Key Words
FEM; beam-column; variation of Young? modulus; FGM.

Address
Department of Mechanics, Slovak University of Technology, Faculty of Electrical Engineering and
Information Technology, Ilkovi ova 3, Bratislava, 81219, Slovakia

Abstract
This paper describes the design scheme of the three-dimensional structures based on the concept of the cellular automata simulation. The cellular automata simulation is performed according to the local rule. In this paper, the local rule is derived in the mathematical formulation from the optimization problem. The cell density is taken as the design variable. Two objective functions are defined for reducing the total weight of the structure and obtaining the fully stressed structure. The constraint condition is defined for defining the local rule. The penalty function is defined from the objective functions and the constraint condition. Minimization of the penalty function with respect to the design parameter leads to the local rule. The derived rule is applied to the design of the three-dimensional structure first. The final structure can be obtained successfully. However, the computational cost is expensive. So, in order to reduce the computational cost, the material parameters c1 and c2 and the value of the cell rejection criterion (CRC) are changed. The results show that the computational cost depends on the parameters and the CRC value.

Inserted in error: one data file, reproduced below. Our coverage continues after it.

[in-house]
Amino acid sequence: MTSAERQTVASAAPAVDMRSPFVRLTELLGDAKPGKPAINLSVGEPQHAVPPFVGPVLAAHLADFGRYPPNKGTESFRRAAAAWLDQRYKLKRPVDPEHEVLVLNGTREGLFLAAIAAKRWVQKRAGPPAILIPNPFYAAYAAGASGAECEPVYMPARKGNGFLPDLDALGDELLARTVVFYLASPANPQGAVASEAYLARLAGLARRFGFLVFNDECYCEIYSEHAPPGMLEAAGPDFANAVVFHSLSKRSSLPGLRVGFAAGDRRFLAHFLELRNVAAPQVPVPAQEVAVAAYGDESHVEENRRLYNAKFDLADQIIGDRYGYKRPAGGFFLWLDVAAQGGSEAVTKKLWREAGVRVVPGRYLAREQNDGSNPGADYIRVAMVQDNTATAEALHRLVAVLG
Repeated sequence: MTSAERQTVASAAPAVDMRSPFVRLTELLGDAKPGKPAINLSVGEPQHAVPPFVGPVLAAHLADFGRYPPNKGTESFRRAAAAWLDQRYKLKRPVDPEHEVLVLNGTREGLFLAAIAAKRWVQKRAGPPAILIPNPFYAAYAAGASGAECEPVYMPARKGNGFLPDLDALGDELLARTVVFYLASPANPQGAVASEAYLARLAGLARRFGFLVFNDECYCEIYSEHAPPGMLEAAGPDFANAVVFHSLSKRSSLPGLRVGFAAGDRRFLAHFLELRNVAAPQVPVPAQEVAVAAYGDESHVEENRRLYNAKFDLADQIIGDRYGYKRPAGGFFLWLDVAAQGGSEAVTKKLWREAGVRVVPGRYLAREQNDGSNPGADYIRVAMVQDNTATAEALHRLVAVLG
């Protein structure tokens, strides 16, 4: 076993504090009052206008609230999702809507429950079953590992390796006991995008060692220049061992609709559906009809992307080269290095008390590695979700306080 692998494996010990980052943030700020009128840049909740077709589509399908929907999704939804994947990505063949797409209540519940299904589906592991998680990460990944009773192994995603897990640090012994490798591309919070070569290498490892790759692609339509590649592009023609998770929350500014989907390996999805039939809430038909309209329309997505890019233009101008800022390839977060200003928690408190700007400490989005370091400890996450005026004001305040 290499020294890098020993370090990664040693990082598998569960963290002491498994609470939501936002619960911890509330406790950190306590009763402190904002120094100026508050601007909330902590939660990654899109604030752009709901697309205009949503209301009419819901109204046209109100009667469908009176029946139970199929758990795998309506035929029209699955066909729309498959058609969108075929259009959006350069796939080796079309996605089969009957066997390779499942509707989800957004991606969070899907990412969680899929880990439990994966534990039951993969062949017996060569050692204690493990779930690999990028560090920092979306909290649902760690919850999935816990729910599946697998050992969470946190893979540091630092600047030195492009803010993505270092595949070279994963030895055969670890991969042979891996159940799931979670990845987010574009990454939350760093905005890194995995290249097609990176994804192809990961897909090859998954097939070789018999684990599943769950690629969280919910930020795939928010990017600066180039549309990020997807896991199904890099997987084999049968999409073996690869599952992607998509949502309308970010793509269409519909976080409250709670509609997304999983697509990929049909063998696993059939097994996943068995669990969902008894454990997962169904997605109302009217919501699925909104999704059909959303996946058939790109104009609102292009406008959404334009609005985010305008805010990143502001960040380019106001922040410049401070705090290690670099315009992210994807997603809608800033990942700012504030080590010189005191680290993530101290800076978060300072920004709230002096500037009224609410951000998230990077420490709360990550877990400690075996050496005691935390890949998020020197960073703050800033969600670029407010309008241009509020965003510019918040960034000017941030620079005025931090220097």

Key Words
structural design; cellular automata; local rule; finite element method.

Address
E. Kita; Graduate School of Information Sciences, Nagoya University, Japan
H. Saito; Graduate School of Human Informatics, Nagoya University, Japan
T. Tamaki; Ube National College of Technology, Japan
H. Shimizu; Graduate School of Information Sciences, Nagoya University, Japan
Y. M. Xie; School of Civil and Chemical Engineering, Royal Melbourne Institute of Technology, Australia

Abstract